U.S. largest oil company announces full resumption of normal operations after cyberattack

Colonial Pipeline, the largest fuel pipeline operator in the United States, was forced to shut down its pipeline network after a cyber attack. Colonial Pipeline said today that it has resumed full normal operations, easing some of the concerns, but not immediately ending the gasoline shortage affecting the eastern states.

“Colonial Pipeline announced late on the 13th that the shutdown pipeline system has restarted operations, but also said that it may take several days for the supply chain to return to normal.

But the Georgia-based Colonial Pipeline tweeted today that it has resumed full normal operations, “delivering millions of gallons per hour to the markets we serve.

Authorities in Washington believe that Darkside, a cybercrime group based in Russia, targeted the Colonial Pipeline to launch a ransomware attack.

The computer server used by Darkside was shut down by unidentified persons on the 14th. The information security company “Recorded Future” (Recorded Future) said that Darkside had admitted in a web posting that it was unable to connect to the blog and a specific server for paid use. But it was only after receiving a $5 million ransom payment from the Colonial Pipeline that the situation came to a head.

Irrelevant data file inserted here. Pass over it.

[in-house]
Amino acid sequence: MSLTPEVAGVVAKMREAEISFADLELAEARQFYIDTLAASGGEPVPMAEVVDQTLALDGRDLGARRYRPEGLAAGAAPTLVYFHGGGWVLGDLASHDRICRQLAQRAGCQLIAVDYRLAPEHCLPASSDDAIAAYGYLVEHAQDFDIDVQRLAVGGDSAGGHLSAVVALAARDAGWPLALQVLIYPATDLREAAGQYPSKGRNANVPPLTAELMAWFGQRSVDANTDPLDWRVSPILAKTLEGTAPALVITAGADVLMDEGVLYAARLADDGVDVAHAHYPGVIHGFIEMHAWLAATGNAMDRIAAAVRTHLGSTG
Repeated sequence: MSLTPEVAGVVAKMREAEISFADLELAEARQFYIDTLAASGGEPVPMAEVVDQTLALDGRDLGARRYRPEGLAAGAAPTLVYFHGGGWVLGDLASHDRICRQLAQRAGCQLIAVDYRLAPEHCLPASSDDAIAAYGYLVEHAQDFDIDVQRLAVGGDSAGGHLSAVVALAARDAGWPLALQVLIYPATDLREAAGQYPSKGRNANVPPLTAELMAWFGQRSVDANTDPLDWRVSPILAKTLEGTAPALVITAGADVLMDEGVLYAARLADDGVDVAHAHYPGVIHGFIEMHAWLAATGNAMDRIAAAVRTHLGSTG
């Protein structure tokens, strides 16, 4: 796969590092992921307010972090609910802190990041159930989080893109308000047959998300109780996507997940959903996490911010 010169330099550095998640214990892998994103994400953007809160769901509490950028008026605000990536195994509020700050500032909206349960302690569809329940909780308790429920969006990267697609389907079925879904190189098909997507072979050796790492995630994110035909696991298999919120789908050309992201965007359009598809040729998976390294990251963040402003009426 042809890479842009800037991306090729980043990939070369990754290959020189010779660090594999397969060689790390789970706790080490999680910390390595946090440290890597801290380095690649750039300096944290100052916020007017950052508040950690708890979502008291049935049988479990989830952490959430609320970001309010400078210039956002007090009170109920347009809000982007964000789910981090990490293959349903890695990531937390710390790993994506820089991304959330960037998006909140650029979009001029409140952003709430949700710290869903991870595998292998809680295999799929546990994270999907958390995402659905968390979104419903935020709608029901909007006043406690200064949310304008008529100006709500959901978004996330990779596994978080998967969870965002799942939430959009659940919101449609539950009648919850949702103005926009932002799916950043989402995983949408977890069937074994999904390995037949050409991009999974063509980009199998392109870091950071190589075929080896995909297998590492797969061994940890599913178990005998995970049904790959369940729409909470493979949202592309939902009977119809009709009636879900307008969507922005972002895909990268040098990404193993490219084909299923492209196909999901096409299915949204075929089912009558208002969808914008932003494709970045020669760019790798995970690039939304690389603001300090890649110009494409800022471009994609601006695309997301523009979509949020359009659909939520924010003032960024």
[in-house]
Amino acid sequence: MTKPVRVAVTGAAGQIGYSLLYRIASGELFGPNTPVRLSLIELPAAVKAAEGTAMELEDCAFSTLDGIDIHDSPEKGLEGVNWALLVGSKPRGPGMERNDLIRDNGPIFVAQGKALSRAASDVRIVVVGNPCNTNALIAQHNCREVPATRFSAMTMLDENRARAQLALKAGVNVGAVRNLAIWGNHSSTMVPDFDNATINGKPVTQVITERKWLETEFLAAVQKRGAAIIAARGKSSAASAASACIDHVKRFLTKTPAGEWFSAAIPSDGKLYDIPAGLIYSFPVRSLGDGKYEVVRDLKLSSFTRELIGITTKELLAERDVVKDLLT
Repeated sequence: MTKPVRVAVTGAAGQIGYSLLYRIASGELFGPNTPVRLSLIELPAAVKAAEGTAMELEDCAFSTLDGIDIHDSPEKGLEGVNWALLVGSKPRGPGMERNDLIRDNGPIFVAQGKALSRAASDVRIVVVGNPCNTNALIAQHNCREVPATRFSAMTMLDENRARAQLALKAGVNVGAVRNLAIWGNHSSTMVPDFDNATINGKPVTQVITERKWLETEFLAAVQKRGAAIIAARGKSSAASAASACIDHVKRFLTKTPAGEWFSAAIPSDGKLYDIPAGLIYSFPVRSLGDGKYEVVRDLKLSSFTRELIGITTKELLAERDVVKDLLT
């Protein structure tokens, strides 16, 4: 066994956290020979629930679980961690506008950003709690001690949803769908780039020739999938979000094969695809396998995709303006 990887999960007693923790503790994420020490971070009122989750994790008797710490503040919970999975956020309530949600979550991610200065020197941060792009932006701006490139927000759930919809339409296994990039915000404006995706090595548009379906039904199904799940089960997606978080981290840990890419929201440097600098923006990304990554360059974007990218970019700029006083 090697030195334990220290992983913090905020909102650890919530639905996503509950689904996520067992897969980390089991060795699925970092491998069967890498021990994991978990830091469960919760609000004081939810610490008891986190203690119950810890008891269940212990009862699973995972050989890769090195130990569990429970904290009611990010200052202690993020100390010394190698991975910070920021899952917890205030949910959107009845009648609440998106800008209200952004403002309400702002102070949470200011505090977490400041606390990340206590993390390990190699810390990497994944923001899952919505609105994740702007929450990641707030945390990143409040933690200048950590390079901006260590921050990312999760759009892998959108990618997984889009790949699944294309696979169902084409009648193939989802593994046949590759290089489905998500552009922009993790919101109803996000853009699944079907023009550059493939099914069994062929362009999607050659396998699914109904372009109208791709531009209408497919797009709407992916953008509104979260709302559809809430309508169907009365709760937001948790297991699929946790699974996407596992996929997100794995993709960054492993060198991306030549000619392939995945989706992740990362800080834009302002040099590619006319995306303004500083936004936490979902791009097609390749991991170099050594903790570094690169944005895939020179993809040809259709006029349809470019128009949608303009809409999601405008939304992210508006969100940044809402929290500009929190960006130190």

Former Treasury Secretary Larry Summers said on CNN that U.S. officials have likely put intense pressure on Russian leaders to shut down the hacker group.

A brief network shutdown of the Colonial Pipeline triggered a panic rush, with panicked car drivers seen lining up in front of gas stations everywhere from Florida to Maryland. The surge in demand caused the national average gasoline price to soar above $3 a gallon for the first time since late 2014.

GasBuddy, a gas price tracking website, said 81 percent of Washington, D.C., gas stations are still short of gas today, although the situation has been much better in several eastern states.

Colonial Pipeline is the largest fuel pipeline operator in the United States, transporting gasoline, diesel, jet fuel and other oil products from Texas Gulf Coast refineries to the U.S. East Coast through its pipelines, serving 50 million consumers.